Wednesday, September 01, 2021

Our New House - Renting Vs Buying during a Housing Bubble

 Back in April of this year my wife, my son and I moved into a new house. It isn't our dream home, but it has a great backyard, a large front yard, lots of space, great amenities nearby, conveniently close to work...

I gotta admit I love this house.

However there is 1 big problem. It is a rental.

We are renting a house for almost $4000 per month, and while that is a good chunk of change, we see it as a transition between where we are now and buying a house later on.

It would be nice to buy a house (in Toronto), but let's face it the housing prices right now are ridiculous (in Toronto), and I really don't want to buy a house (in Toronto) because I am worried the housing market (in Toronto) will implode any moment.

See the problem?

Toronto's housing prices have become so overheated and ballooned into a giant housing bubble where even if we can afford to buy a house, I wouldn't want to because what if the housing bubble implodes?

We could end up buying a house, it implodes, and we lose the house and every dollar put into it through no fault of our own.

And mark my words, a housing bubble implosion is coming. It even has a name:


Or something like that. Something Babyboomer in the name. The Great Babyboomer Bubble?

Yeah. I like that. Let's use that. The Great Babyboomer Bubble.

So here's what is going to happen.

During the next 10-20 years a lot of babyboomers are going to start dying off due to old age (or possibly COVID because 10% of them didn't get vaccinated) or moving into elderly homes and selling their old homes, and this in turn will cause a surplus of houses being put on the market.

At some point this surplus of houses will reach a tipping point, at which point the housing bubble will implode. Housing prices will drop significantly within months.

This will then trigger a second wave of sell offs... from foreign investors. And from domestic investors too, but most of the housing investments is from foreigners.

Toronto, Vancouver and Montreal have seen huge ballooning in housing prices thanks to foreign investors who buy houses, rent them out, and then watch the housing prices skyrocket - so they're making money two ways: Money from the rental, money from their investment going up in value.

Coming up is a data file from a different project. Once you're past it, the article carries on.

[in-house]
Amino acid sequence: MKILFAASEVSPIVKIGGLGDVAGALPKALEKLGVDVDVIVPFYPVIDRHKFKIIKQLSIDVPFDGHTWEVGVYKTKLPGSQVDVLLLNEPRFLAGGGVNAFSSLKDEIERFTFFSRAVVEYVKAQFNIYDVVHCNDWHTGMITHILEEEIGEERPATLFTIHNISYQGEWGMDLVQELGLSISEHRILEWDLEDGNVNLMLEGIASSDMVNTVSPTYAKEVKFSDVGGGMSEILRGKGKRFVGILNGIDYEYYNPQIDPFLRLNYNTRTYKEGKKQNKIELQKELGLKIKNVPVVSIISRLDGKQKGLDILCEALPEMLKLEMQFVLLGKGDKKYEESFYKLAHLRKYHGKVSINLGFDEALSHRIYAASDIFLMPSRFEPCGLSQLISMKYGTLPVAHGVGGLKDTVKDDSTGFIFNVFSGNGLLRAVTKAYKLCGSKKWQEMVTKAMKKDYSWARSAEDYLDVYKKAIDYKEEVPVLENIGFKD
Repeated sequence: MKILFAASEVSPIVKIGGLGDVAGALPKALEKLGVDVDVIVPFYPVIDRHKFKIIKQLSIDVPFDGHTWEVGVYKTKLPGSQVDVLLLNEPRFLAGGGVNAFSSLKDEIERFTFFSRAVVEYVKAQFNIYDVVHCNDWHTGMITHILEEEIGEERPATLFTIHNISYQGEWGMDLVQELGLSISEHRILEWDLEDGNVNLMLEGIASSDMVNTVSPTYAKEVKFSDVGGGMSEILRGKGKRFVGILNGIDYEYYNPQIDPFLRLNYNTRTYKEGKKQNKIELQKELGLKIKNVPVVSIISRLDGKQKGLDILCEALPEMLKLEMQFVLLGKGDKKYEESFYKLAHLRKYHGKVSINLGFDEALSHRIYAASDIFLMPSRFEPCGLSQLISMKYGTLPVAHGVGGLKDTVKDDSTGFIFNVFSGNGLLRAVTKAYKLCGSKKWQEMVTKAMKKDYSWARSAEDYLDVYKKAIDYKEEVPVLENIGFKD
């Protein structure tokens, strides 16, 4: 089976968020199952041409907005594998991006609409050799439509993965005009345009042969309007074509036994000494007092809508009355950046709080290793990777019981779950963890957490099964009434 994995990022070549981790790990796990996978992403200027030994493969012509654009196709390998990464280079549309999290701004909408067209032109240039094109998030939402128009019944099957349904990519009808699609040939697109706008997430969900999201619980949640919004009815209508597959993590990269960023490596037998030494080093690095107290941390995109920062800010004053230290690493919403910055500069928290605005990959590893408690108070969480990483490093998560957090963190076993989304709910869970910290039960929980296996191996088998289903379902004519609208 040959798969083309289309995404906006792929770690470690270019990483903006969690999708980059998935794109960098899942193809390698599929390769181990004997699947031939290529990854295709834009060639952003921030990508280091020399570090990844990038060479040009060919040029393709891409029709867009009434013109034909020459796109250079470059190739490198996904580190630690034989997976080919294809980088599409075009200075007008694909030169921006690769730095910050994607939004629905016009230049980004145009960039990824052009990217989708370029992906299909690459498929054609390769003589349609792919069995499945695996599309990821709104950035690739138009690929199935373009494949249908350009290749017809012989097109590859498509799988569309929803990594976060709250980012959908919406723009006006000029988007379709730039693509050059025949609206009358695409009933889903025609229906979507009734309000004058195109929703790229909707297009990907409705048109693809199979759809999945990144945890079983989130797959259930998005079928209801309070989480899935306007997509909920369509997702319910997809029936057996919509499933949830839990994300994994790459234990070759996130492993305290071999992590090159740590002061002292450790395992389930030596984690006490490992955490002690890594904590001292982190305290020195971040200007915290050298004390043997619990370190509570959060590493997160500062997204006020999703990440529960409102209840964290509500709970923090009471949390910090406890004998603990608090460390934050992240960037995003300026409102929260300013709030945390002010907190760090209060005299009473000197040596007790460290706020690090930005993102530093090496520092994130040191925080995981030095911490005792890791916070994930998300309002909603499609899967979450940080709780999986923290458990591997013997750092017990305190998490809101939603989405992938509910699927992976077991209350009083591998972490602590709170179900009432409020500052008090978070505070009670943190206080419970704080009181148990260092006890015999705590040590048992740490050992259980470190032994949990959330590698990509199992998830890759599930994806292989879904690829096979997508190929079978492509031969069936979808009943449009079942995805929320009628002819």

But what happens when the market goes in the opposite direction?

Buying a house suddenly gets cheaper, which means people renting can finally afford to buy a house, but they're going to wait until the market bottoms out before doing so.

The investors meanwhile are trying to sell their houses in a hurry before the market bottoms out, which means they need to SELL NOW. Right away. So they drop their prices in hopes of getting a faster sale.

But when many investors (and babyboomers) sell their houses all at once it results in too many houses becoming available at the same time. The babyboomers will be the catelyst, but the foreign investors dumping their properties back on the market is what will cause a downward spiral in housing prices.

When it finally bottoms out... That is when my wife and I will finally decide to buy a house (in Toronto).

Or the other alternative is that we buy a house outside of Toronto, somewhere that the prices are more reasonable.

You would have to be really dumb to buy a house in Toronto right now.

Hence why my wife and I are renting. When the housing prices finally collapse (and they will, just look at the chart below to see how big the Toronto housing bubble has become in the last 15 years) we can expect the average house price in Toronto to drop to approx. $400,000, give or take a few.

So remember when the Great Babyboomer Bubble bursts and you own a house, please think of me... And how I warned you not to buy right now.

And for all of you homeowners who are thinking of selling... Yes, you should sell NOW while the prices are still high.

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